Biden’s Climate Change Agenda Is Inspired by AOC, California

Biden’s Climate Change Agenda Is Inspired by AOC, California

Presumptive Democratic nominee Joe Biden last week unveiled his version of the Green New Deal.  The plan, which can be summed up as AOC meets CA, shows just how far Biden is willing to lunge toward the left coast’s environmental agenda.

AOC’s Green New Deal, criticized for being light on the details but full of magical thinking, commits the U.S. to net-zero greenhouse gas emissions by 2050, the creation of millions of so-called clean jobs, big investments in clean industry and infrastructure such as public transit and high-speed rail, and huge federal support for R&D in no-carbon energy generation —  all at a cost of $10 trillion.

Biden’s plan also aims to achieve net-zero greenhouse gas emissions by 2050.  But unlike AOC, he’s got the details down.  Reason’s Ronald Bailey boiled it down:  replace three million government vehicles with zero-emissions automobiles and trucks; build 500,000 electric charging stations nationwide; a cars-for-clunkers-type program for people to trade in their gas and diesel cars for EVs; subsidize the retrofit of energy efficiency features in four million buildings and weatherize two million homes over four years; require that new commercial buildings would have to meet a net-zero-emissions standard by 2030; subsidize the construction of 1.5 million energy-efficient homes and public housing units; give every city with 100,000 or more residents high-quality, zero-emissions public transportation options by 2030; and create “the cleanest, safest, and fastest rail system in the world.”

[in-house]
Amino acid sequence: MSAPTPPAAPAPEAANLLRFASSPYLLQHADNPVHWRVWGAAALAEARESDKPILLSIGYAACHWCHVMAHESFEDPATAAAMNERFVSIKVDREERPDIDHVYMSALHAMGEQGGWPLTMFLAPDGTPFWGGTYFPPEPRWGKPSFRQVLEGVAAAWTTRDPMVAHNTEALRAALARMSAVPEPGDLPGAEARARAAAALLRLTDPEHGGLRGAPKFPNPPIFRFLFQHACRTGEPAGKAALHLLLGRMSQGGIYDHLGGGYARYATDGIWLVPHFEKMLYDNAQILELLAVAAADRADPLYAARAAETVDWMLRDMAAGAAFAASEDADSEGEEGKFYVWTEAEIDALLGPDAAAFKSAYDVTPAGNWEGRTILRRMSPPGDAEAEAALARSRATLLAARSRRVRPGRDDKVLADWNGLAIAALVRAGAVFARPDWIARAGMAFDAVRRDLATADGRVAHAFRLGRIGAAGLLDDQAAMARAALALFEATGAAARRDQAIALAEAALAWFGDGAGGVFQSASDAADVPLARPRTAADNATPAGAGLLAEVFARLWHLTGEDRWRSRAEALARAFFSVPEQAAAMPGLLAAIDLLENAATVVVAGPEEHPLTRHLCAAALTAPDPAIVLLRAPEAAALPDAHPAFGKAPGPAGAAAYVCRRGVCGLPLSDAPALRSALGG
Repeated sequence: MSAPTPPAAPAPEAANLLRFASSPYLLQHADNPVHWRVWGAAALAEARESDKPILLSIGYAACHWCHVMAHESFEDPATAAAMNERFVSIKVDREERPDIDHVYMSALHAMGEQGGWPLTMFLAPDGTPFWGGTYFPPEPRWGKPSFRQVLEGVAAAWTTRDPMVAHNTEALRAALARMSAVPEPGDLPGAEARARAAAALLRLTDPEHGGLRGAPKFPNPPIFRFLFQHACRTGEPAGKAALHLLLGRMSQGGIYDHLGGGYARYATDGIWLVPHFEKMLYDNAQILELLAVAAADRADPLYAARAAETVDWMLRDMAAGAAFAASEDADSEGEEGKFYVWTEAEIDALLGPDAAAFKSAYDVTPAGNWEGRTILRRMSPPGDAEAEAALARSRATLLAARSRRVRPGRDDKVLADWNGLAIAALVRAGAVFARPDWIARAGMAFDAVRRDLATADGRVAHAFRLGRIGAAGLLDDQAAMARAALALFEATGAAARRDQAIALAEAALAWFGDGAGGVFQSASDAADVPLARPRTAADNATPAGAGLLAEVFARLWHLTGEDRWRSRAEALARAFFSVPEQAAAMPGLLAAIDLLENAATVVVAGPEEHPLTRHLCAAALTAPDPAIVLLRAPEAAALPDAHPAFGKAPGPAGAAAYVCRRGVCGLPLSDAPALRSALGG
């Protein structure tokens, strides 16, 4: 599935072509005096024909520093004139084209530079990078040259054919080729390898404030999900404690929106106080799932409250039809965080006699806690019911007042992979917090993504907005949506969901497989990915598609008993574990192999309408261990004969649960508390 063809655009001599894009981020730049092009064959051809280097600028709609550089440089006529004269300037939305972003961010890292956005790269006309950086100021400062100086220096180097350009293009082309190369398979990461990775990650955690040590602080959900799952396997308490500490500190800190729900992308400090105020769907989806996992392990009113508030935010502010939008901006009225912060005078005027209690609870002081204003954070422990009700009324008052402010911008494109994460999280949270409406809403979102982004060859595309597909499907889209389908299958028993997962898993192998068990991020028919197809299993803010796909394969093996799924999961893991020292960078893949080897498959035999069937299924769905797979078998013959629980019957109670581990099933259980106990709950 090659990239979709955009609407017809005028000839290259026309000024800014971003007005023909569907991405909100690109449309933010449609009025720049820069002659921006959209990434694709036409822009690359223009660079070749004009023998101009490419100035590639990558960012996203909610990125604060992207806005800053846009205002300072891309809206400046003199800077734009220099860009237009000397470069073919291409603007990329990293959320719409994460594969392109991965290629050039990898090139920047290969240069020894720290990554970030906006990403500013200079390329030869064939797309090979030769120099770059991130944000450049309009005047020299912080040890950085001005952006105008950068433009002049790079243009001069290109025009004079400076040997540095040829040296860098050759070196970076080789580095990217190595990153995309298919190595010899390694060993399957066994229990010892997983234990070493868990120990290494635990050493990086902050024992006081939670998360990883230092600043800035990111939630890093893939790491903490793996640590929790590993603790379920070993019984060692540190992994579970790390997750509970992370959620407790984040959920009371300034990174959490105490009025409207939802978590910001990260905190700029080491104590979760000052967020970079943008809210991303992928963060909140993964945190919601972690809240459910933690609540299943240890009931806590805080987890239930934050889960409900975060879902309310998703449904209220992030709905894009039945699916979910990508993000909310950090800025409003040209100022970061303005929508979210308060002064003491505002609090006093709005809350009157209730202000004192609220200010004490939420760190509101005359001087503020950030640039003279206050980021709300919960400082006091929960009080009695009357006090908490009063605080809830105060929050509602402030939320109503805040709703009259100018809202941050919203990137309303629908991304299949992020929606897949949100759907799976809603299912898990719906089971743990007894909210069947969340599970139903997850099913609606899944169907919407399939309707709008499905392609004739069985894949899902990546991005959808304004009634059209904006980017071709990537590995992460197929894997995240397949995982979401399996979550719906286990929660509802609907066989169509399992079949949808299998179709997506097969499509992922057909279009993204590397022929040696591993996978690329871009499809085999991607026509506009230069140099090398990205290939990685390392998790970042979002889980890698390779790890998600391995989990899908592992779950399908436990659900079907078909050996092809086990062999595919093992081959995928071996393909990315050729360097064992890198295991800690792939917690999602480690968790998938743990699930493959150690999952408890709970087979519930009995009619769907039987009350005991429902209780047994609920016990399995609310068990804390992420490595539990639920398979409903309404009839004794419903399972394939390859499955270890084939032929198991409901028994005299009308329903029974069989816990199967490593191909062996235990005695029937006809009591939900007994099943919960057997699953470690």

If all this sounds familiar, it’s because California has been there, or working on that.  PRI’s Wayne Winegarden highlights in his study Legislating Energy Prosperity just a few of the 218 (and counting) energy efficiency regulations, incentives, and tax programs:

  • California must generate 100 percent of its electricity from zero-emission energy sources by 2045;
  • Buildings, equipment, and appliances must meet or exceed government mandated energy efficiency thresholds;
  • New homes in California must have a solar photovoltaic system as an electricity source by 2020
  • Automakers must reduce GHG emissions in cars by 34 percent by 2025;
  • California must achieve a 10 percent decline in the carbon intensity of all transportation fuels by 2020;
  • Hand out a $5,000 rebate for purchasers of electric cars; and
  • Construction of a high-speed train, whose distance has been ever shrinking.

Biden contends that his green program will spur millions of well-paying new jobs. The problem is that in California, for all its green initiatives, California has the highest poverty rate (18.1 percent) of any state in the nation, when adjusted for cost of living and noncash government benefits.  In addition to hindering jobs and growth, these policies, writes Winegarden, “dramatically increase the cost of living on families, contribute to the state’s poverty and homelessness crises, and discourage businesses and manufacturers from expanding their operations in California.”

California has long relied on the likes of Texas, Tennessee, and Arizona as escape valves from its bad policies.  But in a Biden administration, there will be no place to hide.

Rowena Itchon is senior vice president of the Pacific Research Institute.

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Nothing contained in this blog is to be construed as necessarily reflecting the views of the Pacific Research Institute or as an attempt to thwart or aid the passage of any legislation.